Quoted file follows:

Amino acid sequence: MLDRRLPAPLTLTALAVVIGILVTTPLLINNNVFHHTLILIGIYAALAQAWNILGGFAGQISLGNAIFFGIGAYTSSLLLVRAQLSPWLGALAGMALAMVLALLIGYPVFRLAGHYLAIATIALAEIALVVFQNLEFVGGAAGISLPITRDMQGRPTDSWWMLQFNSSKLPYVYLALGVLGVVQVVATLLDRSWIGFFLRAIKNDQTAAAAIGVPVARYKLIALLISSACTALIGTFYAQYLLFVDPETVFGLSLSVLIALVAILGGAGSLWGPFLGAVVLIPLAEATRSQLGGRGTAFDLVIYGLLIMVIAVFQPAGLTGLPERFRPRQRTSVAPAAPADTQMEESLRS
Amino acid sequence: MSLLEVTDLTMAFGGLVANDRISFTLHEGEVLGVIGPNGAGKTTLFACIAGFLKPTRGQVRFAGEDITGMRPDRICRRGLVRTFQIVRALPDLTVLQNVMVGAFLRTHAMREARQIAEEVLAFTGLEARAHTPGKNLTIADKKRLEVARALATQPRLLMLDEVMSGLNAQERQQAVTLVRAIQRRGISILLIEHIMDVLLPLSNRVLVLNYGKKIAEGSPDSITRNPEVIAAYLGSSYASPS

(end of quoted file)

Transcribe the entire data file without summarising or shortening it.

Amino acid sequence: MLDRRLPAPLTLTALAVVIGILVTTPLLINNNVFHHTLILIGIYAALAQAWNILGGFAGQISLGNAIFFGIGAYTSSLLLVRAQLSPWLGALAGMALAMVLALLIGYPVFRLAGHYLAIATIALAEIALVVFQNLEFVGGAAGISLPITRDMQGRPTDSWWMLQFNSSKLPYVYLALGVLGVVQVVATLLDRSWIGFFLRAIKNDQTAAAAIGVPVARYKLIALLISSACTALIGTFYAQYLLFVDPETVFGLSLSVLIALVAILGGAGSLWGPFLGAVVLIPLAEATRSQLGGRGTAFDLVIYGLLIMVIAVFQPAGLTGLPERFRPRQRTSVAPAAPADTQMEESLRS
Amino acid sequence: MSLLEVTDLTMAFGGLVANDRISFTLHEGEVLGVIGPNGAGKTTLFACIAGFLKPTRGQVRFAGEDITGMRPDRICRRGLVRTFQIVRALPDLTVLQNVMVGAFLRTHAMREARQIAEEVLAFTGLEARAHTPGKNLTIADKKRLEVARALATQPRLLMLDEVMSGLNAQERQQAVTLVRAIQRRGISILLIEHIMDVLLPLSNRVLVLNYGKKIAEGSPDSITRNPEVIAAYLGSSYASPS